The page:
Tapping to Reconnect with our Feet
Phobias abound in modern life. Traumatizing events that may not even register in the moment, can leave us metaphorically as well as physically fearful of our feet. A gym teacher’s brutal practice sessions that injured our feet, a comment about foot size or shape, and even a memory of being shamed because of ill fitting shoes in childhood can make us reluctant to relate positively to our feet. Because we deny trauma when we cannot escape it, our feelings of shame or fear go underground into that vast world of unconscious beliefs and fears psychoanalysis calls the Shadow. For this reason, tapping on gratitude for our feet is always a good place to begin because the body does not resist gratitude in the way that it resists moving into the painful or frightening memories at the heart of Shadow work.
A possible gratitude script might begin: “Even though I haven’t said so lately, I’m very grateful for my feet. You’ve been faithful to me a long time, and I would like to begin to let you know how much I appreciate all the places you have taken me. I really appreciate your faithfulness, because I know I couldn’t get around without you.”
When Pain Prevents Movement
If, because of diabetes or other chronic conditions, your feet no longer support your desire to walk for purpose or for pleasure, you can tap on past foot faithfulness and joy. Recalling your agility in riding a bike during childhood, or playing baseball, or dancing, are great memories to inspire a gratitude tapping focus. If tears should come, tapping while expressing grief is also very healing. “I miss you, my wonderful feet, and all the adventures we used to have. I’m sorry for all the pain you’re experiencing. I appreciate you, no matter what,” is a great place to begin when grief is the primary emotion.
Sometimes, it is anger we feel when pain and physical instability rule our lives. We feel betrayed by our bodies, especially our feet, let down by their weakness. Sometimes, we become furious with the aging process itself. Anger, rage, and resentment are always fertile material for tapping: “I feel let down. You betrayed me. Why can’t you just be healthy? Why can’t you just be perfect. I’m so mad at you. You make me feel so vulnerable, and I hate feeling vulnerable,” is a great place to begin. Get the anger out . . . , say the worst; swear if it feels right to do so. If you feel inhibited, think of how lancing a boil supports healing. Tapping on the negative emotions surrounding our feet clears out any toxicity standing in the way of an attitude shift into peace,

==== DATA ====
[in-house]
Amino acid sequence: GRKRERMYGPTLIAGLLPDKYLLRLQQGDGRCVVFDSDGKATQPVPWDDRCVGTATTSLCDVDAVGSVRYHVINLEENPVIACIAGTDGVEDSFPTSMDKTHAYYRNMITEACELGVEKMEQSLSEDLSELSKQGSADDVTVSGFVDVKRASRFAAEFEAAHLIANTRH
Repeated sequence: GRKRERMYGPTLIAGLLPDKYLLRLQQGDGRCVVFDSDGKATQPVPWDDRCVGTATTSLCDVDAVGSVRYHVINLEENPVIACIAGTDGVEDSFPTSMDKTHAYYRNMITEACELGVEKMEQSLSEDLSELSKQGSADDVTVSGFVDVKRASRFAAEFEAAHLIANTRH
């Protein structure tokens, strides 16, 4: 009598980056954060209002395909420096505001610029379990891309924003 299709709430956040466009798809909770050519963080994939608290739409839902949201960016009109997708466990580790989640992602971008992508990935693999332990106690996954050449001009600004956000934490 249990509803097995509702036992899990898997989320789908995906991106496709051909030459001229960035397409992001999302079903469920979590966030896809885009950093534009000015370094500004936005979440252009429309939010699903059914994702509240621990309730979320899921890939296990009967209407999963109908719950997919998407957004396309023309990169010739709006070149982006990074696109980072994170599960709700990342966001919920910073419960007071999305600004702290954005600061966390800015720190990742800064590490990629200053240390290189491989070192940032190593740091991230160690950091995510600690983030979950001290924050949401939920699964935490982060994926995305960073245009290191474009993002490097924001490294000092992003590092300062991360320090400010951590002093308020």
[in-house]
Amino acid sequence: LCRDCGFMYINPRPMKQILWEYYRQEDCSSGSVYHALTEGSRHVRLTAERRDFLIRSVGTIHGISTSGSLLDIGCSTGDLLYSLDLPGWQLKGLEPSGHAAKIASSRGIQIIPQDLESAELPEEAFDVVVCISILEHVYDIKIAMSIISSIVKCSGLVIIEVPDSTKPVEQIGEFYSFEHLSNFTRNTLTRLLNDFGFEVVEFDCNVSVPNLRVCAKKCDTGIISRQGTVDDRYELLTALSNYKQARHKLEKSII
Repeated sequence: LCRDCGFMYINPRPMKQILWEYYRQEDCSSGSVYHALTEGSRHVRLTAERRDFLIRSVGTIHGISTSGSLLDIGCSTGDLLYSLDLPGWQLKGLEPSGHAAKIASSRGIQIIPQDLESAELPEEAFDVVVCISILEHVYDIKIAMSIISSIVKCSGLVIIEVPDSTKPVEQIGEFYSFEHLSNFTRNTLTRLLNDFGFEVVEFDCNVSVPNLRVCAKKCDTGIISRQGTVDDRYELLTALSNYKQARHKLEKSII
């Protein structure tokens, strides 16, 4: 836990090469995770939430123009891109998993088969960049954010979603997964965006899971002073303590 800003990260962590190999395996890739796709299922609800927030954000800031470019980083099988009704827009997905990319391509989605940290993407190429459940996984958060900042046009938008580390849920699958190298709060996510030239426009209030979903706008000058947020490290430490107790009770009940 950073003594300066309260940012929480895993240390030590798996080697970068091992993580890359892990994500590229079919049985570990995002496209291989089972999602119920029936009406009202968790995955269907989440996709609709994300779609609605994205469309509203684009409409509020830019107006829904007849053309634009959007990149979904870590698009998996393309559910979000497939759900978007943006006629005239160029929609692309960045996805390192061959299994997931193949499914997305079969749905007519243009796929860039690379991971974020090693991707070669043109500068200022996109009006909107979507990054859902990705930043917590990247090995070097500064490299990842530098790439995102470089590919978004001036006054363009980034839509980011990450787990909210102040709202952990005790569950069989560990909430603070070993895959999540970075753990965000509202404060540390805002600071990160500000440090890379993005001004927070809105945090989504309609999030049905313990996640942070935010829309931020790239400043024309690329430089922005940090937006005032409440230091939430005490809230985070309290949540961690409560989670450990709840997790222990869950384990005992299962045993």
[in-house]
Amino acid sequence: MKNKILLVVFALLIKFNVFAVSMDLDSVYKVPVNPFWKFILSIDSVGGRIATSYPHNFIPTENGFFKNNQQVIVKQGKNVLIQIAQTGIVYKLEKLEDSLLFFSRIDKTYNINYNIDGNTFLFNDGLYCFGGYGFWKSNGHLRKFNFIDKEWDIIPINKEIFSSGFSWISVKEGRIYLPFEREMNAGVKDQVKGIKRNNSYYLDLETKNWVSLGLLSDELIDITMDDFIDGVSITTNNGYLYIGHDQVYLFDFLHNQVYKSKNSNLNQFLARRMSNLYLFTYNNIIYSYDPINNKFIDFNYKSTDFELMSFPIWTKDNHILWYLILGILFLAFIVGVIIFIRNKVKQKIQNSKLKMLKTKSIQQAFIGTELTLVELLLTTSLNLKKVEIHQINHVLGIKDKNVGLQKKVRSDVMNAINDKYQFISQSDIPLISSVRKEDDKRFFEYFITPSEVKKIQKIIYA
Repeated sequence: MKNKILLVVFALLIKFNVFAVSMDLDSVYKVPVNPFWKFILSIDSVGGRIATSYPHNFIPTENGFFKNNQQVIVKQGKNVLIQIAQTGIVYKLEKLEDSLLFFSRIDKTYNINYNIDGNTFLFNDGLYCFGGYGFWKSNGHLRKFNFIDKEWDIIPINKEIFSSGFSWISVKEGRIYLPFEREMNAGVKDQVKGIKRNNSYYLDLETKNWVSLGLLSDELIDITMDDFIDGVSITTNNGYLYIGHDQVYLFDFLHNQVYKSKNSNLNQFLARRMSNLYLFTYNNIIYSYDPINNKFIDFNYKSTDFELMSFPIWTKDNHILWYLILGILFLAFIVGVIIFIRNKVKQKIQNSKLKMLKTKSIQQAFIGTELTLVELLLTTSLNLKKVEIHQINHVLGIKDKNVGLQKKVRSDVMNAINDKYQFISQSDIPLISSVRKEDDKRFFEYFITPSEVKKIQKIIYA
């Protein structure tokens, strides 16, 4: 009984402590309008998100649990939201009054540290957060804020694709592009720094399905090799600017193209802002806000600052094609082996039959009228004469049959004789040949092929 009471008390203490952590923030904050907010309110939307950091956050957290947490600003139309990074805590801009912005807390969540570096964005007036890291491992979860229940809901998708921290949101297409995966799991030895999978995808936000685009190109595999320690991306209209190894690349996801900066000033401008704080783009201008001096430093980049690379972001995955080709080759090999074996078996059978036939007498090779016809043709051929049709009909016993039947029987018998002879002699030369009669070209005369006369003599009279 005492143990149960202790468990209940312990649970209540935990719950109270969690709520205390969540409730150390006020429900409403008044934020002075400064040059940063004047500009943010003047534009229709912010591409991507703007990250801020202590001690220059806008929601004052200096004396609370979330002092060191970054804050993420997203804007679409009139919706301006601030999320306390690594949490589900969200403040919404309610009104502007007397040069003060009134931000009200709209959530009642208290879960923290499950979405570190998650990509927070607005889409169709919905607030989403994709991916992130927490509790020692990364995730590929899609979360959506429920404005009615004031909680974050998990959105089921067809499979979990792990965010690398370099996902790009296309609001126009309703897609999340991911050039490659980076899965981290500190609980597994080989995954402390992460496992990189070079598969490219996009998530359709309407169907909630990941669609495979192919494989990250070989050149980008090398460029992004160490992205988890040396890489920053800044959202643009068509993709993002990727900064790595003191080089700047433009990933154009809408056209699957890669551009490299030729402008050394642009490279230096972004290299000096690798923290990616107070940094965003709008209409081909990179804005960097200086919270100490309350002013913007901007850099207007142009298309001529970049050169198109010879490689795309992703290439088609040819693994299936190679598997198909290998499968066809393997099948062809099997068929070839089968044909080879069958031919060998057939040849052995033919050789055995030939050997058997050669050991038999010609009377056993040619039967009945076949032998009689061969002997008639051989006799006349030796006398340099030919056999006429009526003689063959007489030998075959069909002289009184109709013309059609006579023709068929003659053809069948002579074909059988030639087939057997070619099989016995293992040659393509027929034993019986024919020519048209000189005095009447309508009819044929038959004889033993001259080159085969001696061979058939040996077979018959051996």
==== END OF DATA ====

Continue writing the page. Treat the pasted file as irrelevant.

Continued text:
Ritual Feet Celebration
You can do this alone or with friends. Wash your feet with great tenderness. After bathing and drying each one, consciously anoint them with a lotion or cream whose scent you love. During this ritual, think of the promises you would like to make to your feet. Write these promises on a paper and tape it to your bathroom mirror. Perhaps one of your promises is to invest in toe spacers to maximize the flexibility of your toes. Perhaps you know it is time to see a podiatrist about having callouses removed. Perhaps you simply promise to use a pumice stone during your bath or shower. Whatever you promise, be aware of any promises you resist keeping. This resistance will lead you into a deeper and more loving relationship with your feet simply by tapping, “I don’t want to do this. I don’t know why I’m resisting this. I trust I’ll learn about this resistance. I open to healing my relationship with my feet.”
Caring for your feet personally in some small way every day is an important way to reestablish friendly relations with a body part that keeps us upright and ready for life’s dance, wherever it may take us. If you are no longer able to get around on your own two feet, celebrate the places you’ve been by tapping as you replay the happy memories of simply walking somewhere you wanted to go. Eventually, after faithful practice, you will feel more gratitude and appreciation for your feet than resentment, and this will bring more joy and appreciation to all you do.
Until next week
Jane Buchan, MA, AAMET Advanced Practitioner, firstname.lastname@example.org, 802-533-9277
Jane is a Learning Coach specializing in neutralizing cultural age, gender, and race constructs to support learners of every age. To engage her coaching services, please contact Jane by phone (802) 533-9277 or email, email@example.com. Be sure to put Coaching Query in the subject line.